It is claimed that Mohammed was illiterate and the Koran literally the word of God, transcribed by others from his revelations. Mohammed is therefore a prophet and teacher but in reality a mouthpiece for the absolute message of God.
Koran and education
In Islam, books, especially the Koran, are held in the highest regard and mosques functioned as repositories of books. One even had to wash before touching the Koran. This reverence for the ‘book’, especially the Koran, is paramount. Indeed it was almost immediately made into a ‘codex’ (book form), as they had acquired paper technology from captured Chinese sailors in 751AD.
The dominant role this one book, of similar length to the Christian Gospels, on education in the Muslim world cannot be underestimated. For five centuries after its emergence in the 7th century, the so called ‘Golden Age’ of Arabic culture, flourished in centres of learning in Damascus, Bagdad and Cairo. Their libraries collected and distributed Greek and Roman classical texts and made advances in mathematics, science, philosophy and law.
Recite and repeat
Prayer is one of the five pillars of Islam, recommended five times a day, so the repetition of recitation, known to be effective for embedding knowledge in long term memory, becomes an ingrained habit, as does listening attentively, especially at Friday prayers and also through the attentive reading of the Koran. Koran means ‘to recite’ and the text was originally meant to be read aloud. It has been argued that this has led to a dependence on rote learning. Some argue that this focus on recitation and repetition tends to infect studies across all subjects and education in the Islamic world has been criticised for its dependence on simple recitation at the expense of critical analysis.
Islam literally means ‘submission’ and it has been argued that this also affects the way learners and teachers approach education. In Sura 75:15–18 attentive reading is specifically mentioned and, in particular, memorisation of the Koran, an act which has been admired for centuries in the Muslim world. Those who manage to learn the entire Koran are greatly respected. With traditional paternalism, authority of the state and dominance of religion, some argue, comes a lack of questioning, passive learners and didactic teaching. Obedience and compliance, not unusual in other educational systems, arguably can be much more embedded in Islamic countries. The time spent on religious studies also squeezes out time available for other subjects. This may be another reason for the low levels of original research and patents in countries where Islamic education is dominant.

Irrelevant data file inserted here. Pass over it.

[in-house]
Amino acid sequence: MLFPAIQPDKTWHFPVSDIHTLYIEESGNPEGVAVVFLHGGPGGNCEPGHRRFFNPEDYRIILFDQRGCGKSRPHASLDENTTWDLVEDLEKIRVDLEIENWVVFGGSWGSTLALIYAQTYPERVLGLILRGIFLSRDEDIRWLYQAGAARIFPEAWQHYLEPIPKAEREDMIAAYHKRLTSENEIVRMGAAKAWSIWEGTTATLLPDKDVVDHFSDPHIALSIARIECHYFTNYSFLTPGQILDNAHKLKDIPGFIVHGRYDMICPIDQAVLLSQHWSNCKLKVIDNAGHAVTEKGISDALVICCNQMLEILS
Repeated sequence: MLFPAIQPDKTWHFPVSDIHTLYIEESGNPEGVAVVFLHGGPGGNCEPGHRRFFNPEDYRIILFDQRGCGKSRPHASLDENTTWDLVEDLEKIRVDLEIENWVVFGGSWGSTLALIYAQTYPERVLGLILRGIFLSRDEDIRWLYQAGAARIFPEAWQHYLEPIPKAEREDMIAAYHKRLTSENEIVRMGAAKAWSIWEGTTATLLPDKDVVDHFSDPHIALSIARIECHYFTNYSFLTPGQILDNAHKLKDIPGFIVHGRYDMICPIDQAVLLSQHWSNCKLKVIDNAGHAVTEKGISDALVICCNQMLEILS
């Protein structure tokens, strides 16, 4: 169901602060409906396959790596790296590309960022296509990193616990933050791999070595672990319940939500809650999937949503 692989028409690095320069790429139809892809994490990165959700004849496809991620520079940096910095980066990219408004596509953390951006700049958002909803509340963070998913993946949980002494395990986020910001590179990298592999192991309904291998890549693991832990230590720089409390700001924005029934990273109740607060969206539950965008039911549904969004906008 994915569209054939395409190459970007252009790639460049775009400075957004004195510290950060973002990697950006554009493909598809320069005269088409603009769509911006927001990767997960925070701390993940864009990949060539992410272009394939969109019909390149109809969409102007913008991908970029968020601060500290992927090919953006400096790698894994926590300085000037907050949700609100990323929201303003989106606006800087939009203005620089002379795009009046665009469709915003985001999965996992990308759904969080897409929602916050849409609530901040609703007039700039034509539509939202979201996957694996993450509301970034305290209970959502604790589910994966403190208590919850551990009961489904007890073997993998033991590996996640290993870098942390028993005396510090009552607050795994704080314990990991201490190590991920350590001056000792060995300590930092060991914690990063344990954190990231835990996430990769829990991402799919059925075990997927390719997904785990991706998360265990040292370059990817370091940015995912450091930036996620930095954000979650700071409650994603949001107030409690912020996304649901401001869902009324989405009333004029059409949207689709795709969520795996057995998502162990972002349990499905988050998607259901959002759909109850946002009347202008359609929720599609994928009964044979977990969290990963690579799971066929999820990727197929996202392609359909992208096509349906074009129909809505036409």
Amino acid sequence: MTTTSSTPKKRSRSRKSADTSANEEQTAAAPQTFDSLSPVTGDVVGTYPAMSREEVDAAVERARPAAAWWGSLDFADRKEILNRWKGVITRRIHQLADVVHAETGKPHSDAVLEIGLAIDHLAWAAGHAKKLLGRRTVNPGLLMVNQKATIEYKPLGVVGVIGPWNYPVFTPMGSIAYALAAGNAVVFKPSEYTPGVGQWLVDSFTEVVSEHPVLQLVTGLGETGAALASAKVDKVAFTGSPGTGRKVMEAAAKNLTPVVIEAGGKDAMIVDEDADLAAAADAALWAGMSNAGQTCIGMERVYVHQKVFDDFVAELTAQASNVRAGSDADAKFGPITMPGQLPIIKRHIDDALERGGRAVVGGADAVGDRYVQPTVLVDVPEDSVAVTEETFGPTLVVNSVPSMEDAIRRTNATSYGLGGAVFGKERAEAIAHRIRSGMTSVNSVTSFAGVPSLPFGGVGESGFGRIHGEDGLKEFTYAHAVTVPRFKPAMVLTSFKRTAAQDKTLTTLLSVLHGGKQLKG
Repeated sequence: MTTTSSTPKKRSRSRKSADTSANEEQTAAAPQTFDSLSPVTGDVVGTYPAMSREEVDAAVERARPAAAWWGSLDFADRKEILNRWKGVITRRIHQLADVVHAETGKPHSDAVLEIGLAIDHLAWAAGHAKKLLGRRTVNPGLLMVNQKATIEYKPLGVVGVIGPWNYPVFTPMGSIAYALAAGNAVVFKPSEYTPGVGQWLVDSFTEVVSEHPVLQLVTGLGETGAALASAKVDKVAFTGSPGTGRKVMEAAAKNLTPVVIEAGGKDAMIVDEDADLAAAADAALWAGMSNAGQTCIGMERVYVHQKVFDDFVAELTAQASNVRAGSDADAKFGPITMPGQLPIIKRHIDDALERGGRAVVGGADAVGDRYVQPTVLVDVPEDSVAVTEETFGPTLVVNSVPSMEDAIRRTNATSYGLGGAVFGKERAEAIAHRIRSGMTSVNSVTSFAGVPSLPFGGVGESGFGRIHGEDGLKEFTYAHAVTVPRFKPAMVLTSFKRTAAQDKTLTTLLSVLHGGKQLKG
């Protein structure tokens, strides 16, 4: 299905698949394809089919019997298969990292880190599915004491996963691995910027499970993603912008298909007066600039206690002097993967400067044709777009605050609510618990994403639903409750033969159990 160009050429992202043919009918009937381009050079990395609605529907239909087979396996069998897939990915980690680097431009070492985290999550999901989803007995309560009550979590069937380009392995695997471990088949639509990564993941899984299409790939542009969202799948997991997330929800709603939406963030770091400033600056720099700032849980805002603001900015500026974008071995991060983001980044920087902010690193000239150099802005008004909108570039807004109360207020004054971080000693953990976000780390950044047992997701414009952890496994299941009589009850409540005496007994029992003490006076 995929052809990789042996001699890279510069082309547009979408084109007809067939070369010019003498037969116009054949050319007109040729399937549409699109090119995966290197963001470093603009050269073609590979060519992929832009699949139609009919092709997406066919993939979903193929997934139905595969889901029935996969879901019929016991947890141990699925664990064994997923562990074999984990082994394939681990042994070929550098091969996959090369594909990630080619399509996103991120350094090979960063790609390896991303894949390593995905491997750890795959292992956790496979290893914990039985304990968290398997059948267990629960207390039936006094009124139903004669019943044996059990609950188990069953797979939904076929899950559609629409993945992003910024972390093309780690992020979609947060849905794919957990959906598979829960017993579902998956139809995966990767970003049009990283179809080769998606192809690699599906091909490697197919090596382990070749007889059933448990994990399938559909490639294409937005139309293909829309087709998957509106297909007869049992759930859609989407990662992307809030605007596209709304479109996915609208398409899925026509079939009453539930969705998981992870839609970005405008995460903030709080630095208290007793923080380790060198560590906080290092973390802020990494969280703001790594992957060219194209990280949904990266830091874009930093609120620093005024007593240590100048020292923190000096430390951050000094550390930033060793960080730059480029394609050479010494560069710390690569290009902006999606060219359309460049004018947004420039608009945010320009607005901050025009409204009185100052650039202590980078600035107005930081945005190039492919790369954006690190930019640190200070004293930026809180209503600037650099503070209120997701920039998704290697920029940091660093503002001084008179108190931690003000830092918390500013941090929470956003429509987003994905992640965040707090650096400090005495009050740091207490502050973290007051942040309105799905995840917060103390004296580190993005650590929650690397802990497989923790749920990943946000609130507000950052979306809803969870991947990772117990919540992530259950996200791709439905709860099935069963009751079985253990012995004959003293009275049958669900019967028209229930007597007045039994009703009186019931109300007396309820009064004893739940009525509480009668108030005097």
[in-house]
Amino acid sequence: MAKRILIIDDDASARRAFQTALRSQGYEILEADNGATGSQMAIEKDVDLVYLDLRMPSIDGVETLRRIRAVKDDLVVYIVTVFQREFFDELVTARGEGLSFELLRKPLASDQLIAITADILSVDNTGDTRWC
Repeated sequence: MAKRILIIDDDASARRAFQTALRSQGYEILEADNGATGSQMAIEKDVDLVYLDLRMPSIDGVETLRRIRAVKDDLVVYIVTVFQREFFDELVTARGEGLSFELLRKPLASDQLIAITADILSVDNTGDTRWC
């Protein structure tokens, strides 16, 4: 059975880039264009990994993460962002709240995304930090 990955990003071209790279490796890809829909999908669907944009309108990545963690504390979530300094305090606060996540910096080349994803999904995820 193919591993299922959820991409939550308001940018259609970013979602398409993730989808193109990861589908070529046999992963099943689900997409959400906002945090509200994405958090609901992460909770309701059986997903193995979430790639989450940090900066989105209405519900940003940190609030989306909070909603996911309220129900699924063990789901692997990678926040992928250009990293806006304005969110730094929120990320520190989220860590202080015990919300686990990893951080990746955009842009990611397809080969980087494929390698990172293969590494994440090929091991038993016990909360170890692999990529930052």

Koran and writing
With a foucus on reading came writing. Writing, not only through the Koran, but in other expository texts, is a strong feature of Islamic education. Sura 96 urges believers to ‘recite’ but also explains that God taught man through the ‘pen’, namely writing. Writing, especially calligraphy is regarded as a high art form, as it is in the Far East, but never was in in the West. The double-edged sword is that the power of the pen is seen as the power of God’s absolute religious knowledge, not the freedom to write critically. Indeed, writing, even drawing, has led to death threats ‘fatwas’, on novelists and cartoonists. Islam, like Christianity, has supported the extremes of rigorous scholarship and education but also bans on education, especially for women. Such are the advantages and disadvantages of religion in general, in education.
Places of education
The madrasa goes back to the time of Mohammed, who was a teacher and had followers and students. These provided education on a scale at all levels for centuries. Places of higher learning, with teaching, libraries, even observatories, appeared as early as the 9th century and some argue that these were the proto-Universities we saw emerge in Europe. They certainly provided a depth of learning and a reverence for books from the ancient world. Many that survived and helped create the Renaissance (rebirth) owe their existence in the modern world to these Islamic institutions.
For all its educational qualities, the focus on one book, its absolute truth and primitive recitation, repletion and memorization, often seem like primitive pedagogies, leaving little room for active and critical thought. Islam, like the extremes of Christianity and Judaism, can be seen as a return to an absolute form of belief, where young minds are locked down before they have had a chance to reflect or choose. This is an anathema to secularists who believe that education should open young minds not close them down. On the other hand, let us not forget that the Islamic world encouraged learning, scholarship and intellectual endeavour, gifting the world those texts of the Classical world we now so admire.
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Lyons M (2011) The Book Thames & Hudson
Hitti P.K. (1936) History of the Arabs MacMillan
Whitaker B (2009) What’s Wrong with the Middle East